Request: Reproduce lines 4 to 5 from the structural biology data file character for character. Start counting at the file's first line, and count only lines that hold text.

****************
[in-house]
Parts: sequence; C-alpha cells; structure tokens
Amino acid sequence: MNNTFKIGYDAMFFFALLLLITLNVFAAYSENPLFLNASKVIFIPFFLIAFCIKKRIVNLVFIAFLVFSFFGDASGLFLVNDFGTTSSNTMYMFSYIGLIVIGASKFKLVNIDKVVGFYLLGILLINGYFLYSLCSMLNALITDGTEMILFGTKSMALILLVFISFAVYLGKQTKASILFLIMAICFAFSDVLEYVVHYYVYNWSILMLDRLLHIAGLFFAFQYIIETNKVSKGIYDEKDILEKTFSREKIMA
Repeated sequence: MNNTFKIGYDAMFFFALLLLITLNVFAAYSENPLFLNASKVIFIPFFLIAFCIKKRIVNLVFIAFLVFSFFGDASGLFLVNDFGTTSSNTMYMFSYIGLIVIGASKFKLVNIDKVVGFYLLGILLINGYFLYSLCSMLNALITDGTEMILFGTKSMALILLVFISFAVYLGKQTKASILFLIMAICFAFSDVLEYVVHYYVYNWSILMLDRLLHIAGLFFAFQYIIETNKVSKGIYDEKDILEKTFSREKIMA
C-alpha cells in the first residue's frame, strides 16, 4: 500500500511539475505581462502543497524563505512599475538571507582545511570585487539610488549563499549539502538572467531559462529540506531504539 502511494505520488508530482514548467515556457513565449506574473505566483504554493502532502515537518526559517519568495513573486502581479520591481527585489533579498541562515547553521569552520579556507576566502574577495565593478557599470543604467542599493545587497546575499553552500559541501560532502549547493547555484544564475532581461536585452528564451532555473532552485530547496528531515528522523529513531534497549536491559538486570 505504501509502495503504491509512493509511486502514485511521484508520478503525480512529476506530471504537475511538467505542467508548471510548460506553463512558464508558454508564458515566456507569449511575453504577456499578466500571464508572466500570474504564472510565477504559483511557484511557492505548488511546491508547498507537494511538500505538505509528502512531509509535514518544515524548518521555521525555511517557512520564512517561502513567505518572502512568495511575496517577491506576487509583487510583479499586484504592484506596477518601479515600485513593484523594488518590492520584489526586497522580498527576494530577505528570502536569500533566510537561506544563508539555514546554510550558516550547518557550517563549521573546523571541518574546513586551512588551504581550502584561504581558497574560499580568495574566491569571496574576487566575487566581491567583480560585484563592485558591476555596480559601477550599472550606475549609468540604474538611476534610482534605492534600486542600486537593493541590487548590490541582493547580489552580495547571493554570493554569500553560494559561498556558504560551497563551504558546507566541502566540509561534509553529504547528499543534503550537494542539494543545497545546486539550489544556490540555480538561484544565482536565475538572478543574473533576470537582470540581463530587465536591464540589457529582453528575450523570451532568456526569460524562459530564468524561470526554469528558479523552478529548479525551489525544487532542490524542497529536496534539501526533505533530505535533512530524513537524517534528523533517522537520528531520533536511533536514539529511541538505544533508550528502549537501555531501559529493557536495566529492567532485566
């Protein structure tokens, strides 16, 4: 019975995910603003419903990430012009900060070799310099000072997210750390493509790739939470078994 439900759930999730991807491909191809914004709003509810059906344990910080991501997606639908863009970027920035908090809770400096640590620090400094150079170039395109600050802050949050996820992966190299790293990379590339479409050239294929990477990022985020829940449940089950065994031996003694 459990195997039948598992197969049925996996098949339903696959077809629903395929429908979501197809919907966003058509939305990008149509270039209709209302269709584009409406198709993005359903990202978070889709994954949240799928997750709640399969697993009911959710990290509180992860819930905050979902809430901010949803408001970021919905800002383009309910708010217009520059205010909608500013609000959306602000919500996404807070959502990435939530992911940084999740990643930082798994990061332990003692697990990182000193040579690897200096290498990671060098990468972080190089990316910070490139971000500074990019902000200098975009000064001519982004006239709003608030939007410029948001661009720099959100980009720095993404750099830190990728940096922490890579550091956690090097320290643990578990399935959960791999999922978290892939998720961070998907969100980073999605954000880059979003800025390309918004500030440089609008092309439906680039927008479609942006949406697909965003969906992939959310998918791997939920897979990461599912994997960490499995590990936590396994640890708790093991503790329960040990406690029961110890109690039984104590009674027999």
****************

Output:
Repeated sequence: MNNTFKIGYDAMFFFALLLLITLNVFAAYSENPLFLNASKVIFIPFFLIAFCIKKRIVNLVFIAFLVFSFFGDASGLFLVNDFGTTSSNTMYMFSYIGLIVIGASKFKLVNIDKVVGFYLLGILLINGYFLYSLCSMLNALITDGTEMILFGTKSMALILLVFISFAVYLGKQTKASILFLIMAICFAFSDVLEYVVHYYVYNWSILMLDRLLHIAGLFFAFQYIIETNKVSKGIYDEKDILEKTFSREKIMA
C-alpha cells in the first residue's frame, strides 16, 4: 500500500511539475505581462502543497524563505512599475538571507582545511570585487539610488549563499549539502538572467531559462529540506531504539 502511494505520488508530482514548467515556457513565449506574473505566483504554493502532502515537518526559517519568495513573486502581479520591481527585489533579498541562515547553521569552520579556507576566502574577495565593478557599470543604467542599493545587497546575499553552500559541501560532502549547493547555484544564475532581461536585452528564451532555473532552485530547496528531515528522523529513531534497549536491559538486570 505504501509502495503504491509512493509511486502514485511521484508520478503525480512529476506530471504537475511538467505542467508548471510548460506553463512558464508558454508564458515566456507569449511575453504577456499578466500571464508572466500570474504564472510565477504559483511557484511557492505548488511546491508547498507537494511538500505538505509528502512531509509535514518544515524548518521555521525555511517557512520564512517561502513567505518572502512568495511575496517577491506576487509583487510583479499586484504592484506596477518601479515600485513593484523594488518590492520584489526586497522580498527576494530577505528570502536569500533566510537561506544563508539555514546554510550558516550547518557550517563549521573546523571541518574546513586551512588551504581550502584561504581558497574560499580568495574566491569571496574576487566575487566581491567583480560585484563592485558591476555596480559601477550599472550606475549609468540604474538611476534610482534605492534600486542600486537593493541590487548590490541582493547580489552580495547571493554570493554569500553560494559561498556558504560551497563551504558546507566541502566540509561534509553529504547528499543534503550537494542539494543545497545546486539550489544556490540555480538561484544565482536565475538572478543574473533576470537582470540581463530587465536591464540589457529582453528575450523570451532568456526569460524562459530564468524561470526554469528558479523552478529548479525551489525544487532542490524542497529536496534539501526533505533530505535533512530524513537524517534528523533517522537520528531520533536511533536514539529511541538505544533508550528502549537501555531501559529493557536495566529492567532485566